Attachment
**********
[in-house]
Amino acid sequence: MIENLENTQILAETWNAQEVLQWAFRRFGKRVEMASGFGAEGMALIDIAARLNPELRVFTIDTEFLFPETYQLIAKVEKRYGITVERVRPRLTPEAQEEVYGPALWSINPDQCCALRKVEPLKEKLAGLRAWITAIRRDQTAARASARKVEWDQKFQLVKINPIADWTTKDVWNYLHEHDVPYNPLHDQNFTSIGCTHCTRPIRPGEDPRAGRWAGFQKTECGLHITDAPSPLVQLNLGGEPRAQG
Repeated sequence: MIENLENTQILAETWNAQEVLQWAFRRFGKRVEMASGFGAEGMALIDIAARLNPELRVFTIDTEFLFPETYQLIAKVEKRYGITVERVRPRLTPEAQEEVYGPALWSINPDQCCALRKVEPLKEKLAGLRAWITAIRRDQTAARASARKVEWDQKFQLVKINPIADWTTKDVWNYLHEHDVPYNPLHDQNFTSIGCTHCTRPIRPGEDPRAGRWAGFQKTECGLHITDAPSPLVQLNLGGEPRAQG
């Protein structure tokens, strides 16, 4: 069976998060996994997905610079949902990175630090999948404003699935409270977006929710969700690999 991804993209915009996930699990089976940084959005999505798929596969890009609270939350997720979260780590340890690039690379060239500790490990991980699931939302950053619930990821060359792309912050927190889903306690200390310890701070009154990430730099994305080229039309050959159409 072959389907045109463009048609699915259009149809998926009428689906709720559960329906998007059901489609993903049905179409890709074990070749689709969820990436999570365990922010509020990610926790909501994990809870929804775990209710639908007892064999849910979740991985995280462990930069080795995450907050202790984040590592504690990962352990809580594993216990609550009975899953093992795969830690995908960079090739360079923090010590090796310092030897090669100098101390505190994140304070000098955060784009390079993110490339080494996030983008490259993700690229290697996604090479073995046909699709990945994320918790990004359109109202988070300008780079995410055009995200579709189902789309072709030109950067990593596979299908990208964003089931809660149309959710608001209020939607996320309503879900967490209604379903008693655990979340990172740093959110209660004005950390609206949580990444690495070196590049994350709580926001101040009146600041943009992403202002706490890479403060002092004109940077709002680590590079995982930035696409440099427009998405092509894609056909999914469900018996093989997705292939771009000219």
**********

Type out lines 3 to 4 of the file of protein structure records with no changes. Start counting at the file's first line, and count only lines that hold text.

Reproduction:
Repeated sequence: MIENLENTQILAETWNAQEVLQWAFRRFGKRVEMASGFGAEGMALIDIAARLNPELRVFTIDTEFLFPETYQLIAKVEKRYGITVERVRPRLTPEAQEEVYGPALWSINPDQCCALRKVEPLKEKLAGLRAWITAIRRDQTAARASARKVEWDQKFQLVKINPIADWTTKDVWNYLHEHDVPYNPLHDQNFTSIGCTHCTRPIRPGEDPRAGRWAGFQKTECGLHITDAPSPLVQLNLGGEPRAQG
């Protein structure tokens, strides 16, 4: 069976998060996994997905610079949902990175630090999948404003699935409270977006929710969700690999 991804993209915009996930699990089976940084959005999505798929596969890009609270939350997720979260780590340890690039690379060239500790490990991980699931939302950053619930990821060359792309912050927190889903306690200390310890701070009154990430730099994305080229039309050959159409 072959389907045109463009048609699915259009149809998926009428689906709720559960329906998007059901489609993903049905179409890709074990070749689709969820990436999570365990922010509020990610926790909501994990809870929804775990209710639908007892064999849910979740991985995280462990930069080795995450907050202790984040590592504690990962352990809580594993216990609550009975899953093992795969830690995908960079090739360079923090010590090796310092030897090669100098101390505190994140304070000098955060784009390079993110490339080494996030983008490259993700690229290697996604090479073995046909699709990945994320918790990004359109109202988070300008780079995410055009995200579709189902789309072709030109950067990593596979299908990208964003089931809660149309959710608001209020939607996320309503879900967490209604379903008693655990979340990172740093959110209660004005950390609206949580990444690495070196590049994350709580926001101040009146600041943009992403202002706490890479403060002092004109940077709002680590590079995982930035696409440099427009998405092509894609056909999914469900018996093989997705292939771009000219």